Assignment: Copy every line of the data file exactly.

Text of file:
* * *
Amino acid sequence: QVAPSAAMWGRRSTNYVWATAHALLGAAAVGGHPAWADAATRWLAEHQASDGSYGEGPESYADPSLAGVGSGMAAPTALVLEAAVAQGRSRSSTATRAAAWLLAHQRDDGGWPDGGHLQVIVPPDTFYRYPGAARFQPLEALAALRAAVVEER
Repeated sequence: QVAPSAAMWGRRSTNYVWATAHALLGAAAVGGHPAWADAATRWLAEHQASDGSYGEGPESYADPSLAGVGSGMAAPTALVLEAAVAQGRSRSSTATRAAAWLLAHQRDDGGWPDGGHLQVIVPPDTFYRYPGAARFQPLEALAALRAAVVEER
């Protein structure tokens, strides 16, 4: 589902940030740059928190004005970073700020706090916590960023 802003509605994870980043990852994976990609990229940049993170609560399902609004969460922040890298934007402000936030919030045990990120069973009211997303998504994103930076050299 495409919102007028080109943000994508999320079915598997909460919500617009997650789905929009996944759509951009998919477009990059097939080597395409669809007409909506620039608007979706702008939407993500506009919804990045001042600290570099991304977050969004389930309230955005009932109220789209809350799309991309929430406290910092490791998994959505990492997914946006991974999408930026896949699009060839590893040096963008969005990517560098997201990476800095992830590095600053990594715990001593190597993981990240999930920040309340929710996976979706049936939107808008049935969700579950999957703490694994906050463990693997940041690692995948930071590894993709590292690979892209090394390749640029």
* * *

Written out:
Amino acid sequence: QVAPSAAMWGRRSTNYVWATAHALLGAAAVGGHPAWADAATRWLAEHQASDGSYGEGPESYADPSLAGVGSGMAAPTALVLEAAVAQGRSRSSTATRAAAWLLAHQRDDGGWPDGGHLQVIVPPDTFYRYPGAARFQPLEALAALRAAVVEER
Repeated sequence: QVAPSAAMWGRRSTNYVWATAHALLGAAAVGGHPAWADAATRWLAEHQASDGSYGEGPESYADPSLAGVGSGMAAPTALVLEAAVAQGRSRSSTATRAAAWLLAHQRDDGGWPDGGHLQVIVPPDTFYRYPGAARFQPLEALAALRAAVVEER
């Protein structure tokens, strides 16, 4: 589902940030740059928190004005970073700020706090916590960023 802003509605994870980043990852994976990609990229940049993170609560399902609004969460922040890298934007402000936030919030045990990120069973009211997303998504994103930076050299 495409919102007028080109943000994508999320079915598997909460919500617009997650789905929009996944759509951009998919477009990059097939080597395409669809007409909506620039608007979706702008939407993500506009919804990045001042600290570099991304977050969004389930309230955005009932109220789209809350799309991309929430406290910092490791998994959505990492997914946006991974999408930026896949699009060839590893040096963008969005990517560098997201990476800095992830590095600053990594715990001593190597993981990240999930920040309340929710996976979706049936939107808008049935969700579950999957703490694994906050463990693997940041690692995948930071590894993709590292690979892209090394390749640029």